Wednesday, August 28, 2013

RESTAURANTS IN OMAN: Zad, in the Bank Muscat Headquarters Building near the airport

 Zad was one little restaurant that I had been meaning to check out for a while, ever since my husband and I wound up in the Bank Muscat headquarters building to use the CDM machine since every other CDM machine in Oman appeared to be broken, and my husband had consequently snacked on a falafel from Zad and had said to me that it was decent. So we wound back up at zad one afternoon of late, and decided to sample the buffet.
 From the decor one would guess that Zad is a generic Arabic restaurant and one would be right. The menu consisted of side dishes like salad, moutabel, houmous ect....
Before moving on to describe the food I can say, I actually do love the atmosphere of Zad. As it tends to be a place for brunch and lunch, and has primarily a business crowd, it is a calm place for a ladies lunch, sipping back a fresh lime and mint cocktail and having maybe, you know, an Arabic twist on a panini. The day we were in we had a beautiful view of the courtyard outside, and the modern Arabic decor and bright colours seemed quite chic. Generic chic but chic, and relaxed. Service was relaxed but as required. Unto the food...
For two persons, our meal which consisted of mixed salad, a vegetable side, rice, and meat main along with drinks, cost 8 OMR. Not bad at all right, but to me, buffet food never looks pretty, and it isn't REALLY a buffet. It is more like a cafeteria line up where you get a tray, wait for your food, and pay for each item seperately. I liked my lamb rogan josh, and we were both full at the end of our meals, but really, I've had Arabic starters and Indian dishes of the same appeal and taste for a lot less. Our lime and mint cocktails though, were beyond delish, and better than a lot of places I have tried in Oman. I think this place is worth one more try out for this OPNO, next time for a try at the sandwich menu + a cocktail.

After the lunch, we had a stroll along the edges of the fountain of the covered courtyard. Probably, if we had more time, we would have stopped for an espresso and lounged out here a while. It wasn't too hot, even at 12 at noon...Alas, we had no time, so we'll save that coffee date for another post on another day.

Monday, August 26, 2013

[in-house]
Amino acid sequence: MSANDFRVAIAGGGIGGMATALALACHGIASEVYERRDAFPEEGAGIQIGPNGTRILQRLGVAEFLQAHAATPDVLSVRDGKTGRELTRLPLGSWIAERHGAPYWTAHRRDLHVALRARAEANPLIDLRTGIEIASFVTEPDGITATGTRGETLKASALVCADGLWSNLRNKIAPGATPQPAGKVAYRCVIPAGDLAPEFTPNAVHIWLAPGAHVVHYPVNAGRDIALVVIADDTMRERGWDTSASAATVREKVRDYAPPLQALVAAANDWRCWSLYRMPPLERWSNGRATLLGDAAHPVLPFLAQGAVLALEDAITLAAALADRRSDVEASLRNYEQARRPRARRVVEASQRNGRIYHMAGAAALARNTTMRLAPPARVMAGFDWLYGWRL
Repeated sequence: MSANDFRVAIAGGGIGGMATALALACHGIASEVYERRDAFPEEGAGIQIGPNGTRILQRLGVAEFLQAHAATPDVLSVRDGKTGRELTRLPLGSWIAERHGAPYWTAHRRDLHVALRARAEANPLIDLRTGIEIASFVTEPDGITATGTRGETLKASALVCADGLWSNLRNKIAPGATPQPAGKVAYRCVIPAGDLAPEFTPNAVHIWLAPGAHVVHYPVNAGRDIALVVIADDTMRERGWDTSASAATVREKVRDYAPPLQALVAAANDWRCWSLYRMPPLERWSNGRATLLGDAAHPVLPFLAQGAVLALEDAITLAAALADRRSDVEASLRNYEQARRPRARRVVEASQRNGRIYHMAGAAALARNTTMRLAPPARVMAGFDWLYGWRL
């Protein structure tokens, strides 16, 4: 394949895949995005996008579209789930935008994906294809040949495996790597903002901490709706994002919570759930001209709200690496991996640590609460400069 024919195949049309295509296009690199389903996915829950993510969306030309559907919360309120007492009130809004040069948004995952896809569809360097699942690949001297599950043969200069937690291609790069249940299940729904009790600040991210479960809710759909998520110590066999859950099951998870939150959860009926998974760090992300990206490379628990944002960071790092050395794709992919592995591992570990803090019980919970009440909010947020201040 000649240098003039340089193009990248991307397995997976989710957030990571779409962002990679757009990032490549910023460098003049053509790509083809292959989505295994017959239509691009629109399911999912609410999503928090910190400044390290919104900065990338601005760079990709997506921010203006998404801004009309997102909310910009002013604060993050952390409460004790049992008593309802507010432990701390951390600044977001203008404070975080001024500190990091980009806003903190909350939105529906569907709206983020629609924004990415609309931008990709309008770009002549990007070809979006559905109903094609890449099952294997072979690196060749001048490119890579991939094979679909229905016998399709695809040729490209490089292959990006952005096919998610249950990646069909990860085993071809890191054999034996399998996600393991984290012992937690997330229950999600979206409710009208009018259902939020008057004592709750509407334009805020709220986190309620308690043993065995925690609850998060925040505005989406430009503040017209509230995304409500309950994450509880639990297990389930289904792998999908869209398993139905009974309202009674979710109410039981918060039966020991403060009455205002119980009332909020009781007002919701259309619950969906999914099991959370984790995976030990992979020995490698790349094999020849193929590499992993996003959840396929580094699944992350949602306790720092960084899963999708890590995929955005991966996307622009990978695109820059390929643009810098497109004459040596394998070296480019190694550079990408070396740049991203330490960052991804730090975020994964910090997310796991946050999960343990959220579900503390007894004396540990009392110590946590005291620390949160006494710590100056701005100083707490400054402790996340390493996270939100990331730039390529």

A Few Lovely Links: all things wild in Oman

AT WORK: I have been loving the new trend in office-decor of using antique tea trays to hold keyboards. I am also loving  this leopard print mouse pad from for 6.000 OMR. Omani women clash without care florals and leopard-print all the time. I guess the Gulf is getting to me....
FASHION:--- I have been in love with this pink leopard print Valentino dress for a long, long long long time. Which is why, it has sold out on net-a-porter and is no longer available. Sad that, since it was just so rock-and-roll for a conservative Omani village, and in moments of rebellion against backwards cultural norms, I am sure I would rock it. To my happiness, I have found a very similar fabric in Mutrah (and I intend to go and get it because I saw it before). I will get it tailored myself and pair it with white studded ballet flats from Zara, and a hot pink clutch from Max fashion that ALMOST almost looks like the rockstud version.

....Now, to get it cuffed or tiered with ruffles at the tailor, that IS a dilemna.
BEAUTY: DIY leopard print manicure guide from Oman's beauty blogger, Arwa
TRAVEL: Go on a safari, see leopards... in Oman. Being it is monsoon season now in Dhofar, one couldn't ask for a better time. See &
READING: Lately I have been shopping Dar Al'Attaa (the Omani charity) for great children's books classics. My daughter is just starting to get interested in being read to, so it is time to stock up on a library. I recently got "Mufaro's Beautiful Daughters" and "Where the Wild Things Are" for JUST 400 BAIZAS! Also, all proceeds from your purchases go to charity. For more details see the original post on the event
MARK YOUR CALENDAR: The Jungle, Bahja Hall, is hosting a family festival on September 6th 2013 from 11am-10 pm. Entry is free. There are games and prizes for kids, and henna painting for Moms.

Wednesday, August 21, 2013

MY OWN PHOTOS: Eid al Fitr day two, a rainy day in the Hajar Mountains

We woke up on the second day of  Eid-al-Fitr to a breakfast of Omani bread and cheese with hot milk tea, seeing pomegranite bloom, banana leaves, papaya trees...surrounded by a swarm of black flies (due to yesturday's cutting of the meat). Above us was a cover of grey skies. With the imminent rain, the flies dispearsed, alhamdulilah (all praise be to God).
After breakfast my neice took us to visit another village, which is my favourite place in the whole of Oman for the kindness of its people. Obviously, my friends live here, right? We sat for coffee and dates, and lunch, and then my neice, excited by the rain took us for a drive to see the roads and wadis flooding.